> Consider the old example:
> All men are mortal.
> Socrates is a Man.
> Therefore Socrates is mortal.
> Consider someone who understood the first two propositions, but
> who could not see that *therefore* the third was true.
> The failure of this person to make the leap from the first two
propositions to the third is *not* a failure that takes place in language. That is, one of the most elementary moves of the intellectu is extra-linguistic or non-linguistic. It is an instance in which clearly knowledge exists independently of language.
Absolutely not! It is absolutely incoherent to say that *knowledge* exists independently of language. Yes, *STUFF* might exist independent of language, as we assume that it does, but *knowledge* does not (Lacan calls this stuff "the Real"). Knowledge is knowledge of something - it involves both the content of the thing speculated upon and the relation between the speculator and the speculated upon - between the knower and the known. This relation might not completely exist alone in language, but it is *only* forumlated within and by language. We know things because we are able to formulate an idea of knowledge first. In effect, we have an idea: knowledge ("the truth is out there). Then we determine what this idea relates to - something concrete (the X-files). From the concrete, which contains its opposite (this or not this) we make evaluations about the truth of one thing against another - we make distinctions. This is that, that is not this. In other words, knowledge comes into itself - from the idea of knowledge, to the stuff of its content, to a judgement about the content in light of the idea - both together. So we have knowledge about something. And this relation isn't expressed outside of language.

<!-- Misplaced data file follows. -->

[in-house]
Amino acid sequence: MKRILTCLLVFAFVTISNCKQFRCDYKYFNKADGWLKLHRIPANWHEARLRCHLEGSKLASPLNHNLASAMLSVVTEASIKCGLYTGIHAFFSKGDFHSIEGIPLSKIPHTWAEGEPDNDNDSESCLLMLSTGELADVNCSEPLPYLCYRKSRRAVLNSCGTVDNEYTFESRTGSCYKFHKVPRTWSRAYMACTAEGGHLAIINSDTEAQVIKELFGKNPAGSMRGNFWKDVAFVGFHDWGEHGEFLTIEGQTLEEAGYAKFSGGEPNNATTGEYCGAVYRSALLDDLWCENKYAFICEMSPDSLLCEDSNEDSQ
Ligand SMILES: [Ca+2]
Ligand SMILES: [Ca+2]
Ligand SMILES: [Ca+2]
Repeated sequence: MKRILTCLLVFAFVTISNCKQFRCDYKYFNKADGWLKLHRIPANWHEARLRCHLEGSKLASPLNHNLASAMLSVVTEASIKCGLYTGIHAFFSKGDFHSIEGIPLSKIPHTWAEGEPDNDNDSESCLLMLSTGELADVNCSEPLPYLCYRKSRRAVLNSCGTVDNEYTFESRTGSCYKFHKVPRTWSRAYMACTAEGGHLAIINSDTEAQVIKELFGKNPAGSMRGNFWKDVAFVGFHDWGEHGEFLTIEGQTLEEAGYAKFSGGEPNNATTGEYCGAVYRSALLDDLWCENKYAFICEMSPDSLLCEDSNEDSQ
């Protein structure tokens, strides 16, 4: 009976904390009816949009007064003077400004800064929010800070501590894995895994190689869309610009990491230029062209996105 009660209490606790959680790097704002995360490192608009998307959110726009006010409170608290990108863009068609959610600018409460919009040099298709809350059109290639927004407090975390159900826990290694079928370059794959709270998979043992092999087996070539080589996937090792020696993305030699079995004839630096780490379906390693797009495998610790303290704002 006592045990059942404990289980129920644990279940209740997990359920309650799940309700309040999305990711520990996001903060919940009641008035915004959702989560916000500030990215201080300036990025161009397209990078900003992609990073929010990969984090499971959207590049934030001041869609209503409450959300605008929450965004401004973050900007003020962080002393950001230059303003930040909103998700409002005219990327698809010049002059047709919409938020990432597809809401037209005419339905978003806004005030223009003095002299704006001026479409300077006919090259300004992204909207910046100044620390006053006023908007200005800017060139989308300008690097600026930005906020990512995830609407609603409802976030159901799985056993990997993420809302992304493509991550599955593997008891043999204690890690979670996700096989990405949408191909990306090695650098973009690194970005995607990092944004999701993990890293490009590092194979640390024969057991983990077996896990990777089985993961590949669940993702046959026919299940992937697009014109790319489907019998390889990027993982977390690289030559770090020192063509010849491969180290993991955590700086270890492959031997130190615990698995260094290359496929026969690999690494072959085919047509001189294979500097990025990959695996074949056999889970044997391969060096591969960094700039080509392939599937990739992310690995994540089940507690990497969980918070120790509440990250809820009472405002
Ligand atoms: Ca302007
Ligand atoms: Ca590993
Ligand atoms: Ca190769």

Take, for instance, the volcano on Mars - Olympus Mons. Without knowledge of this volcano, Olympus Mons does not exist. At least it does not exist *for us* - and this is exactly what knowledge is. Knowledge *for us* - not knowledge in and of itself. The distinction you are making here is purely Platonic - that knowledge exists in and of itself apart from human activity. This is false. Knowledge exists for us, we "actualize" it (this is just a crumby summary of Hegel's Logic).
> It is a failure of intuition. Faced with a failure of intuition no
explanation can be made verbally.
It's a matter of informal logic, which has both structural and intuitive aspects. Structurally, the problem has only one solution (if all of the linguistic elements possess static dimensions) (ie. you've defined all the words and harmonized their meaning with other people) (which is Hobbes approach - argument by definition). Apart from this, because this is clearly a counterfactual situation, there is an intuitive or speculative element as well. It is a failure of language insofar as language is dialogical and not technical. In other words, as long as communication relies on a preunderstanding (which is shaped by context, power, and so on) a failure to grasp this logic *is* a linguistic problem - its a problem of preunderstanding, of the constitutive elements required to make logical propositions intelligible. If this preunderstanding is not shared between speakers, then no agreement can be reached. In other words: this is a *hermeneutic* problem.